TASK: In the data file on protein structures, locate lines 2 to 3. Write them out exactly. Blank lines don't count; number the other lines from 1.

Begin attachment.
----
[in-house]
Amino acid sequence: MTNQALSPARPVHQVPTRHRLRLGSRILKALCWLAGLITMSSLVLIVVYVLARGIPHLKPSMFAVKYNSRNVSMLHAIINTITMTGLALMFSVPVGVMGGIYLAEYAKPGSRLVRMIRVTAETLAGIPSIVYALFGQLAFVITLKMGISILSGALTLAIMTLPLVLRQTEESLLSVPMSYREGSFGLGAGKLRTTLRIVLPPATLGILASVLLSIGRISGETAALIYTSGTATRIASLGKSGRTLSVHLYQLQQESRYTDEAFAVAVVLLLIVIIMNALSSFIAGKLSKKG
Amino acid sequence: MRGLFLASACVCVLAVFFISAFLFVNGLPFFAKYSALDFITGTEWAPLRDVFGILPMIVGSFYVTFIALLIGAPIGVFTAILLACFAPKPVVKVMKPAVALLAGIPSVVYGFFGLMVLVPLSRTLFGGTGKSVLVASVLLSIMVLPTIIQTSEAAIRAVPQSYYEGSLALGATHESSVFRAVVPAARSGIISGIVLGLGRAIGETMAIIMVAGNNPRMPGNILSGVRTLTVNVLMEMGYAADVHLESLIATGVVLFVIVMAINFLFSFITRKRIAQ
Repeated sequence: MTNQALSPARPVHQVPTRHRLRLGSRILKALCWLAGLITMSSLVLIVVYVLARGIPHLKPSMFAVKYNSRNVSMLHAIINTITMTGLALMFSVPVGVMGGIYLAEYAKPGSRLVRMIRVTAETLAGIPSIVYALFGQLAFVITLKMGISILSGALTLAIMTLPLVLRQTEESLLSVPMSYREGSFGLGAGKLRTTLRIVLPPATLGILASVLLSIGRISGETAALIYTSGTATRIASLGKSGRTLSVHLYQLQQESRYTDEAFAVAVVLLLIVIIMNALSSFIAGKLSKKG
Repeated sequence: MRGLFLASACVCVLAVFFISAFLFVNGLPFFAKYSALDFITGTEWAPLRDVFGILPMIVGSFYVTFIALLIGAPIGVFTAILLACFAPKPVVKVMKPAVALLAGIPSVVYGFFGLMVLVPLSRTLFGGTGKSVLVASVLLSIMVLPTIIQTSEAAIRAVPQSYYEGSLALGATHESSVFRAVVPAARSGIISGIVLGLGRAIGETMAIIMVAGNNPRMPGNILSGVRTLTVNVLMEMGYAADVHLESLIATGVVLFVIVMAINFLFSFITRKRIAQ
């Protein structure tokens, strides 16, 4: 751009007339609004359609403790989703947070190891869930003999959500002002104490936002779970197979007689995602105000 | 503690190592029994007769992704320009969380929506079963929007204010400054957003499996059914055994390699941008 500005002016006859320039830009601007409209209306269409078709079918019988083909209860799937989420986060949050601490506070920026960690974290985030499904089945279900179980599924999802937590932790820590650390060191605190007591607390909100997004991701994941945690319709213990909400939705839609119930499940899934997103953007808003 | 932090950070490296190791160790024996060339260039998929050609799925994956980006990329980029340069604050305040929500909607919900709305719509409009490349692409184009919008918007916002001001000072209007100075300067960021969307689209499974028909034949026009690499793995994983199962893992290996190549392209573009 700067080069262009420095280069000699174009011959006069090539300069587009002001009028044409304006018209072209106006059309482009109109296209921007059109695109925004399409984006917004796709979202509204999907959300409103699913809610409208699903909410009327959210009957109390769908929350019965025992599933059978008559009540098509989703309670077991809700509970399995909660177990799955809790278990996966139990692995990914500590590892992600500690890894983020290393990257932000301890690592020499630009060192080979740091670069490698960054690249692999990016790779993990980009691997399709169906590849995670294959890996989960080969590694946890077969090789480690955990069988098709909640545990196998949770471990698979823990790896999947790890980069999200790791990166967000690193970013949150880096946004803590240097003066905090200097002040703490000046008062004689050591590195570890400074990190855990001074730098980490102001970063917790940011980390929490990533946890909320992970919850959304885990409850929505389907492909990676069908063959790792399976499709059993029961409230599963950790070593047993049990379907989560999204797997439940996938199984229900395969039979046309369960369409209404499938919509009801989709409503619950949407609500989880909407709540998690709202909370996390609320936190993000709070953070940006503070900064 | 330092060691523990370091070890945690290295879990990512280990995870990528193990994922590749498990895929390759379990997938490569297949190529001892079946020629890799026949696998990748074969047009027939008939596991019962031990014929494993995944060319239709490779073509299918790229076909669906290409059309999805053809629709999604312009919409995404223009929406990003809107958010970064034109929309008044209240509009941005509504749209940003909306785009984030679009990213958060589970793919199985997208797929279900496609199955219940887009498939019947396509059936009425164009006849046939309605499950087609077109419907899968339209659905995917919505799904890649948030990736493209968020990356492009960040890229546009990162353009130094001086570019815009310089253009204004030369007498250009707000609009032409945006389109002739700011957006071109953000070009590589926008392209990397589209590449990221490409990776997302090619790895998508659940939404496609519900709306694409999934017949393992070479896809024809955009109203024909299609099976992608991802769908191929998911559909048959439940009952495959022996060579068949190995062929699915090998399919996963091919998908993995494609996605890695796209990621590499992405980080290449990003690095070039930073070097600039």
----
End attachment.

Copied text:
Amino acid sequence: MTNQALSPARPVHQVPTRHRLRLGSRILKALCWLAGLITMSSLVLIVVYVLARGIPHLKPSMFAVKYNSRNVSMLHAIINTITMTGLALMFSVPVGVMGGIYLAEYAKPGSRLVRMIRVTAETLAGIPSIVYALFGQLAFVITLKMGISILSGALTLAIMTLPLVLRQTEESLLSVPMSYREGSFGLGAGKLRTTLRIVLPPATLGILASVLLSIGRISGETAALIYTSGTATRIASLGKSGRTLSVHLYQLQQESRYTDEAFAVAVVLLLIVIIMNALSSFIAGKLSKKG
Amino acid sequence: MRGLFLASACVCVLAVFFISAFLFVNGLPFFAKYSALDFITGTEWAPLRDVFGILPMIVGSFYVTFIALLIGAPIGVFTAILLACFAPKPVVKVMKPAVALLAGIPSVVYGFFGLMVLVPLSRTLFGGTGKSVLVASVLLSIMVLPTIIQTSEAAIRAVPQSYYEGSLALGATHESSVFRAVVPAARSGIISGIVLGLGRAIGETMAIIMVAGNNPRMPGNILSGVRTLTVNVLMEMGYAADVHLESLIATGVVLFVIVMAINFLFSFITRKRIAQ